The Pen is Mightier than the Sword: the Role of Writing in a 'Second Revolution' of Meiji and the Revolutionary Origin of Kunikida Doppo's Writing Career
(University of Oxford)
Paper short abstract:
By focusing on the historical and intellectual role of the Minyūsha, this paper will show the revolutionary origin of Kunikida Doppo's writing. The Minyūsha's and Doppo's view of writing as a form of political engagement acutely challenges the commonly assumed separation of politics and literature.
Paper long abstract:
The promulgation of the Meiji Constitution in 1889, two decades after the Meiji Ishin, symbolically represented the end of the politically tumultuous period and signalled the beginning of a time for settlement. The Freedom and People's Rights Movement that had so contested the Meiji government disappeared altogether as the Constitution realised the movement's main goal of opening the Diet. However, as the social order became solidified and the possibilities for further changes quickly diminishing, Japanese youth found themselves politically powerless, and many retreated to interiority and literature, thus, the narrative goes, the emergence of modern Japanese literature. This contextualisation of Japan's modern literature during this period has forced the separation of politics and literature. In short, literature has been dismissed as a turn away from the political reality. Hence, from historians' point of view, literary writers in general have had little relevance in modern Japanese history. This paper makes an argument for the historical and intellectual significance of Meiji writer Kunikida Doppo which inevitably accompanies an alteration of the conventional narrative that has ordered the existing historical knowledge of modern Japanese literature. In order to illustrate that young Doppo's commitment to writing had much historical relevance, this chapter will re-examine the historical context by focusing on the role of the Minyūsha - the publisher and the creator of Kokumin no tomo, the most influential magazine at the time - in calling for a 'second revolution' to realise the revolutionary ideals of the Ishin. It will be demonstrated that the political vibrancy and turmoil of pre-1890 did not simply cease to exist but changed the form from a direct political action to journalism and literature. The fact that the Minyūsha regarded writing as a form of political engagement which focussed on individual readers and their state of mind critically challenges the commonly assumed separation of politics and literature. This paper culminates in Doppo's search of a model for his writing which ultimately arrived on the Russian literature through Futabatei Shimei's works. This too was a statement of his intent to effect the transformation of society through writing.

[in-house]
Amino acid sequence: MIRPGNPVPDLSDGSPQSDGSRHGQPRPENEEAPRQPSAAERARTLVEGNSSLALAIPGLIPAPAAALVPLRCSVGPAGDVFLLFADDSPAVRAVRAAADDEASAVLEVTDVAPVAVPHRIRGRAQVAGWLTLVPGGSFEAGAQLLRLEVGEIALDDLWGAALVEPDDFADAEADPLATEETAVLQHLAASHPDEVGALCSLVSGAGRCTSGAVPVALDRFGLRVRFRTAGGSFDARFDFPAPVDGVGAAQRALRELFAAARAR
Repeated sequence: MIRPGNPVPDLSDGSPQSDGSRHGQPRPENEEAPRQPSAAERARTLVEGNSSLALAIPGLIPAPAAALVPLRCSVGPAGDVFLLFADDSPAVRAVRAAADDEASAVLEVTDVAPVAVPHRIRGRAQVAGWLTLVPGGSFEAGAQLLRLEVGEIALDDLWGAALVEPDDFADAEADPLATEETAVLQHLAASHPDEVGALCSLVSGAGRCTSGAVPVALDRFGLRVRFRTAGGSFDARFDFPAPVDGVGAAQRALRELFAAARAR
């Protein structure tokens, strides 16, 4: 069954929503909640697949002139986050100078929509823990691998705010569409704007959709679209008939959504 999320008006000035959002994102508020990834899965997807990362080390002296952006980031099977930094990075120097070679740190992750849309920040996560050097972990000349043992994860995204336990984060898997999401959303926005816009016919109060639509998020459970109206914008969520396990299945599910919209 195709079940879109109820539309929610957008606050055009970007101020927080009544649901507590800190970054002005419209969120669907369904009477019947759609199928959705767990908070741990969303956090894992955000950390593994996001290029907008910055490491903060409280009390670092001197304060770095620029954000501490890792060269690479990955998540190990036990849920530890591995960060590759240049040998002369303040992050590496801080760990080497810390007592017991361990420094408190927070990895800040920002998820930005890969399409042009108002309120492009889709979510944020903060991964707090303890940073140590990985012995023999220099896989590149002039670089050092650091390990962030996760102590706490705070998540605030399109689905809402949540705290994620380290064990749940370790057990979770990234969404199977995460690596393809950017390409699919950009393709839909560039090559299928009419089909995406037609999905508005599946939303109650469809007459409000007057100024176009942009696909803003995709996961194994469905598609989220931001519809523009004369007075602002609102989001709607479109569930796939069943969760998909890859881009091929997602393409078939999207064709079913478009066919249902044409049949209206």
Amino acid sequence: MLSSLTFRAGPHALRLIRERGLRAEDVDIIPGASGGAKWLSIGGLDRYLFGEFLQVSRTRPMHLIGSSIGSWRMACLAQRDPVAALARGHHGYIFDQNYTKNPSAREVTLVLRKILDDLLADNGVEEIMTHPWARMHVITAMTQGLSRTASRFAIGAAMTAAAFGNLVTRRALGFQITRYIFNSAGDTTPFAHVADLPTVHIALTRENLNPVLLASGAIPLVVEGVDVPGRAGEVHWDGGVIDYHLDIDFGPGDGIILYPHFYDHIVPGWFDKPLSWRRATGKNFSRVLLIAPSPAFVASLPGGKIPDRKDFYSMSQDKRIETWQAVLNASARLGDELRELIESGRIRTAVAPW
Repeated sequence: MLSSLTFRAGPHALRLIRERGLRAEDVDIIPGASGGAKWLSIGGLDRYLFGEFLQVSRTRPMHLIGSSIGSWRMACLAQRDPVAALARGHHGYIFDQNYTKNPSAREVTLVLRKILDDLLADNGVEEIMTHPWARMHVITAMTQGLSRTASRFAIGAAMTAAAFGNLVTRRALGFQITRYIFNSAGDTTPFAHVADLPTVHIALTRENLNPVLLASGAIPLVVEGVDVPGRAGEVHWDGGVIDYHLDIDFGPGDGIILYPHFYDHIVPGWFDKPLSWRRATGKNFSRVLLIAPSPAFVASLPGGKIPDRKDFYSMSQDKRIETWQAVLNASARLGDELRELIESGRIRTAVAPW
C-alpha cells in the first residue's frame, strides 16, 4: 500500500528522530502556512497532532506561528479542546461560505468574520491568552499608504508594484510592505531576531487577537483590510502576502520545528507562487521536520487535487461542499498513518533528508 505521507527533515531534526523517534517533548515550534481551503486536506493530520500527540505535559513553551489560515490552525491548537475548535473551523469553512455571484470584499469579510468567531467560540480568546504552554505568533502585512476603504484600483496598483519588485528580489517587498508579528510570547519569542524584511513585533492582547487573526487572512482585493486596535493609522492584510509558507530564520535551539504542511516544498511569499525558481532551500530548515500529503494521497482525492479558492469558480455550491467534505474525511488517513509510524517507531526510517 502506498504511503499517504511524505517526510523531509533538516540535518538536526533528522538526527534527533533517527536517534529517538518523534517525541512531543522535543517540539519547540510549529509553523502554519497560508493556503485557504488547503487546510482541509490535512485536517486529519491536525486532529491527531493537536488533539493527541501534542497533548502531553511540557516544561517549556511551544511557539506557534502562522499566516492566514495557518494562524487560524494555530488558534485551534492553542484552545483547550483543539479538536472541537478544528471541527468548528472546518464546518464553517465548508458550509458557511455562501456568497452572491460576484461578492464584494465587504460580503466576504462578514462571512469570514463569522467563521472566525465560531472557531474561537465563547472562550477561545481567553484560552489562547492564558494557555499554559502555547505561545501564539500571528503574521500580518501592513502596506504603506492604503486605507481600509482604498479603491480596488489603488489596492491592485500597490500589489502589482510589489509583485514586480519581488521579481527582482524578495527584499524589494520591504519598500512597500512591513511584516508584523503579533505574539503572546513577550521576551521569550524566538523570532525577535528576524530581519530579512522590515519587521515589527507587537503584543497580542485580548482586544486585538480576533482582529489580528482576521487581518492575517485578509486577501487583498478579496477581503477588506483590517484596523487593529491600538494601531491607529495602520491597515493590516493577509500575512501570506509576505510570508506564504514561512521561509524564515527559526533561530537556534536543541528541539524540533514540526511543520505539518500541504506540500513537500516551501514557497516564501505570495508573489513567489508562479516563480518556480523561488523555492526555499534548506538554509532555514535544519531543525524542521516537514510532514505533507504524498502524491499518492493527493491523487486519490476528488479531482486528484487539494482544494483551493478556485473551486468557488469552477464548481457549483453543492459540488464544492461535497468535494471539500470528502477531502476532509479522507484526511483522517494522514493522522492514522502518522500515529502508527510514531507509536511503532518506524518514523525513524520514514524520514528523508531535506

Representations of Violence